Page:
I'm sitting center stage, watching the Good Company Players Junior Company pre-show for "Fiddler on the Roof" and this kid Isaac (his name is printed on the front of the T-shirt he's wearing), he is killing it.
The cast is doing a medley of pop-rock classics with the theme of architecture (for "Fiddler on the Roof," get it?) and Isaac is singing "Heartbreak Hotel."
He only gets a few seconds, and the performance is a bit like watching old "Star Search" videos, but his voice is strong and soulful, and it is hard to deny the talent or the potential.
The kid is up there on stage with a microphone, grinning like he's having the most fun in the world, and in that moment, it hits me: This kid should start a band.
These kids should all start bands.
I'm not suggesting the local music scene start poaching talent from the Junior Company, although there are some great voices among the members.
Nor do I assume these kids are at all interested in starting bands, writing songs or playing original music.
But the idea that these kids could be the next wave of local acts, a new Light Thieves or Murder Park (two bands I love), is exciting.
Mostly, watching the show was a reminder that the creative mind starts young, and that talent needs fostering.
The Junior Company is a shining example of how that can be done.
Members are chosen on the basis of things like potential, motivation and commitment and are expected to be mature and professional.
The performances come off as well rehearsed, because they are.
Being a company member is no small commitment, for the performers and their families. It's 14-19 weeks of Saturday rehearsals and Thursday through Sunday performances.
The work pays off.
There is a long list of actors who have graduated from the Junior Company ranks and gone on to become stars. Clovis' Chris Colfer, for example. There is an even longer list, no doubt, of those who have stayed to play active parts in the local theater community.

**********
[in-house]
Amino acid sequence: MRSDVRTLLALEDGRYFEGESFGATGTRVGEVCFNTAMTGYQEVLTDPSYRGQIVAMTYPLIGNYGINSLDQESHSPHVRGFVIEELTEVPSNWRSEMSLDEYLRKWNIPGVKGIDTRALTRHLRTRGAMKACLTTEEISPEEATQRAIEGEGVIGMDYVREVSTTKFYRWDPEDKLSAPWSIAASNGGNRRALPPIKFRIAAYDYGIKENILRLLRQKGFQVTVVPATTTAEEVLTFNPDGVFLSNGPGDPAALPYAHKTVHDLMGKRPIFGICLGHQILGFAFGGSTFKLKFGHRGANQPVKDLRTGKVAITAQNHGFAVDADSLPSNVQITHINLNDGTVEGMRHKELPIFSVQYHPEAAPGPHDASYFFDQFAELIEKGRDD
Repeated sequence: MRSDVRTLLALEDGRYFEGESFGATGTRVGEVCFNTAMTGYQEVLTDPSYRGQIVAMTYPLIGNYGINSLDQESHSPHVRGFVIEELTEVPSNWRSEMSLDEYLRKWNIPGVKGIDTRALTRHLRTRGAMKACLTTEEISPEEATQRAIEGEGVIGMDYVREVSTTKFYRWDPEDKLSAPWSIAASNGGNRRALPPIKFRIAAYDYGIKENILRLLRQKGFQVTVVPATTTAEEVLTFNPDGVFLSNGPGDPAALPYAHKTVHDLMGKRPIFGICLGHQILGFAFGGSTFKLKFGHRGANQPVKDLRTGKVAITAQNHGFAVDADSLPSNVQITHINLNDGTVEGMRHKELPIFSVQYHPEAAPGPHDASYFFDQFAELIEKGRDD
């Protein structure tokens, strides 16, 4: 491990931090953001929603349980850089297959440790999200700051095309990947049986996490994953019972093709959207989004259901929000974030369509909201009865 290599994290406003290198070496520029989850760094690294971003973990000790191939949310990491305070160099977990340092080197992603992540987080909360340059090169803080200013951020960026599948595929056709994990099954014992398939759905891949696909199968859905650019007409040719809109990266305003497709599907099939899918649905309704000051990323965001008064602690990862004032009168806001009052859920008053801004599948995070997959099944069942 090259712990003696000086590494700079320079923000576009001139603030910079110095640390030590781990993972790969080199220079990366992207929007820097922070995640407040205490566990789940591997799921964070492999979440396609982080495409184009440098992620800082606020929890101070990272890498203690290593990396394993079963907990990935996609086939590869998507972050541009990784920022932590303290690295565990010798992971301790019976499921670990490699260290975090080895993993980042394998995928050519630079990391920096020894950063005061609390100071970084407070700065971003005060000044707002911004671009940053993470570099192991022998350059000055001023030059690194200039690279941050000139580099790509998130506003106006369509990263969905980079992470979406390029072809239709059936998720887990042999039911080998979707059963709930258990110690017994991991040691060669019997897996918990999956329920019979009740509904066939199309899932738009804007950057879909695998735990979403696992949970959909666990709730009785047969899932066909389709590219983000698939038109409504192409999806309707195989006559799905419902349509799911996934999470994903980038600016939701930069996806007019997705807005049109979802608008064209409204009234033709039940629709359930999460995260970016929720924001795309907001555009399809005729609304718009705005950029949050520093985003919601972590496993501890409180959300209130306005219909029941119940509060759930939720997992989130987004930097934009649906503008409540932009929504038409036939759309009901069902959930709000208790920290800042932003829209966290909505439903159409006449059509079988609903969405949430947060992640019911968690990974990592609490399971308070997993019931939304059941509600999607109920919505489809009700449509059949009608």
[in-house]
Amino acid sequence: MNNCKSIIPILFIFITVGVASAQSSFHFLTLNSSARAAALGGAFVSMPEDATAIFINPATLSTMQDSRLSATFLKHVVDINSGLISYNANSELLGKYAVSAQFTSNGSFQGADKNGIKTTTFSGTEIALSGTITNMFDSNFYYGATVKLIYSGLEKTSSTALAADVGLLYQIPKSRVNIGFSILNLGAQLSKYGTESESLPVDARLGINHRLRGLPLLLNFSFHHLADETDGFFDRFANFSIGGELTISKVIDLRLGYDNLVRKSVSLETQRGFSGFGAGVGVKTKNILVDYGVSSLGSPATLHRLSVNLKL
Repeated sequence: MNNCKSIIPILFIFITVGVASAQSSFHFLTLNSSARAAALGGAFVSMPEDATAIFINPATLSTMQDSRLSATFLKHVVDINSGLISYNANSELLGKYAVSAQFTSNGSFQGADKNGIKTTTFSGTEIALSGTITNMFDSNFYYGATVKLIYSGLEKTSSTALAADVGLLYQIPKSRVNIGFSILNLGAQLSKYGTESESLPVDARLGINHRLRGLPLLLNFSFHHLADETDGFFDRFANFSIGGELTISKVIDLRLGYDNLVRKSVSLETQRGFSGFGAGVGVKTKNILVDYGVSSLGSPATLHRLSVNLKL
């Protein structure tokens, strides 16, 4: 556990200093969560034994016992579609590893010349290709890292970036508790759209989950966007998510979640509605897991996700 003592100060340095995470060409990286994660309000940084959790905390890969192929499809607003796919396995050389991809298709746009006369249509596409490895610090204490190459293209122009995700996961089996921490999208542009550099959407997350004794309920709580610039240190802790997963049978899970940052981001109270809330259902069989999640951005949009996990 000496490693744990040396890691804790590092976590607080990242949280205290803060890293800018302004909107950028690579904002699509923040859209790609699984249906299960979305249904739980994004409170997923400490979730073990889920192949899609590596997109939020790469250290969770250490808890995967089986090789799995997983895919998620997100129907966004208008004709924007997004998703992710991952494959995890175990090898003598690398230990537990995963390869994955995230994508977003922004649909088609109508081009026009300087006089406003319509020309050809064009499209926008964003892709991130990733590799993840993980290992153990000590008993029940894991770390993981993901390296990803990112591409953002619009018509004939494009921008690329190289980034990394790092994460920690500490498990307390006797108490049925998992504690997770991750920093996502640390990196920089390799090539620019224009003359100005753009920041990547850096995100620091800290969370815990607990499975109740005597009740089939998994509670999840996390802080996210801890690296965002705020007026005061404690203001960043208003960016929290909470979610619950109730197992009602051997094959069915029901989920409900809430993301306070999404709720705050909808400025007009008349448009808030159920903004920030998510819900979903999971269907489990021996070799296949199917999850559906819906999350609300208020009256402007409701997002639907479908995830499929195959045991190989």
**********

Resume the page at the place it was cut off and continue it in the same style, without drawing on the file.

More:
Of course, the Junior Company is not the only outlet in town. There are dance studios and community orchestras working to provide opportunities for children. The Youth Orchestras of Fresno "Accent on Access" violin program just performed at the Tower Theater with the acoustic rock band Before Perils.
The biannual Swede Fest movie festival was started, in part, to get kids involved in filmmaking. The idea being that kids would be inspired by seeing the work of others on the big screen. Maybe they would watch the films and think, "I can do that."
In truth, the kids who are truly moved to create and perform, the ones who find ultimate pleasure on the stage or in front of a microphone or camera, will create outlets of their own.
They will make and post their homemade videos online.
They'll start a band out in the garage and make enough noise to drive the neighbors crazy.
These kids will save up to buy a guitar, without knowing how to play.
That's what local musician Blake Jones did. He was 15 when he saw an ad in the classified section of the newspaper and had to have that guitar. He had his dad drive him to pick it up (and lend him a couple of dollars to boot).
They will then spend days in their rooms fumbling over the fretboard. Jones did that, too.
This column is for those kids. The would-be dancers, actors and singers. The guys like Isaak. To them I say: Be like Nike. Just do it.
And know we'll be watching and waiting.
The reporter can be reached at email@example.com, at (559) 441-6479 or on Twitter @JoshuaTehee